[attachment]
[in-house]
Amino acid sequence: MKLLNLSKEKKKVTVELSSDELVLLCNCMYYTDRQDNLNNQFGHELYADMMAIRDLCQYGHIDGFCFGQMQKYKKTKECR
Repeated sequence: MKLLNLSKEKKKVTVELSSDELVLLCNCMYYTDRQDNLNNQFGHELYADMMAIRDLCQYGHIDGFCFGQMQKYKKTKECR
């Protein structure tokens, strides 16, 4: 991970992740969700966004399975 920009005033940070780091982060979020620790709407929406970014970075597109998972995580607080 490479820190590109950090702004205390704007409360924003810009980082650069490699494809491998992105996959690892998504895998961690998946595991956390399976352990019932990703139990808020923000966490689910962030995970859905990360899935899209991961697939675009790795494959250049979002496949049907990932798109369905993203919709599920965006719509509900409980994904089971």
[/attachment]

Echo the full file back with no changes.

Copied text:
[in-house]
Amino acid sequence: MKLLNLSKEKKKVTVELSSDELVLLCNCMYYTDRQDNLNNQFGHELYADMMAIRDLCQYGHIDGFCFGQMQKYKKTKECR
Repeated sequence: MKLLNLSKEKKKVTVELSSDELVLLCNCMYYTDRQDNLNNQFGHELYADMMAIRDLCQYGHIDGFCFGQMQKYKKTKECR
């Protein structure tokens, strides 16, 4: 991970992740969700966004399975 920009005033940070780091982060979020620790709407929406970014970075597109998972995580607080 490479820190590109950090702004205390704007409360924003810009980082650069490699494809491998992105996959690892998504895998961690998946595991956390399976352990019932990703139990808020923000966490689910962030995970859905990360899935899209991961697939675009790795494959250049979002496949049907990932798109369905993203919709599920965006719509509900409980994904089971």